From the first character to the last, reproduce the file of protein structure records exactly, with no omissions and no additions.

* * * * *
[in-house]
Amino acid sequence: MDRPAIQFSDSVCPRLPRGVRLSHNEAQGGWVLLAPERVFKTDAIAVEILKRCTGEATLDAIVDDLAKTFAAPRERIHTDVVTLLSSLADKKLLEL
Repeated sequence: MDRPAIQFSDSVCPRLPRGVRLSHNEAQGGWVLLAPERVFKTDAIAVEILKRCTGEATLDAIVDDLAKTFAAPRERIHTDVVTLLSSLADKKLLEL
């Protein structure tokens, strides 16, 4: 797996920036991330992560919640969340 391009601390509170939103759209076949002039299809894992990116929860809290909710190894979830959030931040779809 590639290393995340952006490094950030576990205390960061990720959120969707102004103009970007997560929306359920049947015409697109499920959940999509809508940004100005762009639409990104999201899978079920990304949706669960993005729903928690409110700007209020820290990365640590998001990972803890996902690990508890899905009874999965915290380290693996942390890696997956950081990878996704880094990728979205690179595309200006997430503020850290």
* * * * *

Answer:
[in-house]
Amino acid sequence: MDRPAIQFSDSVCPRLPRGVRLSHNEAQGGWVLLAPERVFKTDAIAVEILKRCTGEATLDAIVDDLAKTFAAPRERIHTDVVTLLSSLADKKLLEL
Repeated sequence: MDRPAIQFSDSVCPRLPRGVRLSHNEAQGGWVLLAPERVFKTDAIAVEILKRCTGEATLDAIVDDLAKTFAAPRERIHTDVVTLLSSLADKKLLEL
């Protein structure tokens, strides 16, 4: 797996920036991330992560919640969340 391009601390509170939103759209076949002039299809894992990116929860809290909710190894979830959030931040779809 590639290393995340952006490094950030576990205390960061990720959120969707102004103009970007997560929306359920049947015409697109499920959940999509809508940004100005762009639409990104999201899978079920990304949706669960993005729903928690409110700007209020820290990365640590998001990972803890996902690990508890899905009874999965915290380290693996942390890696997956950081990878996704880094990728979205690179595309200006997430503020850290």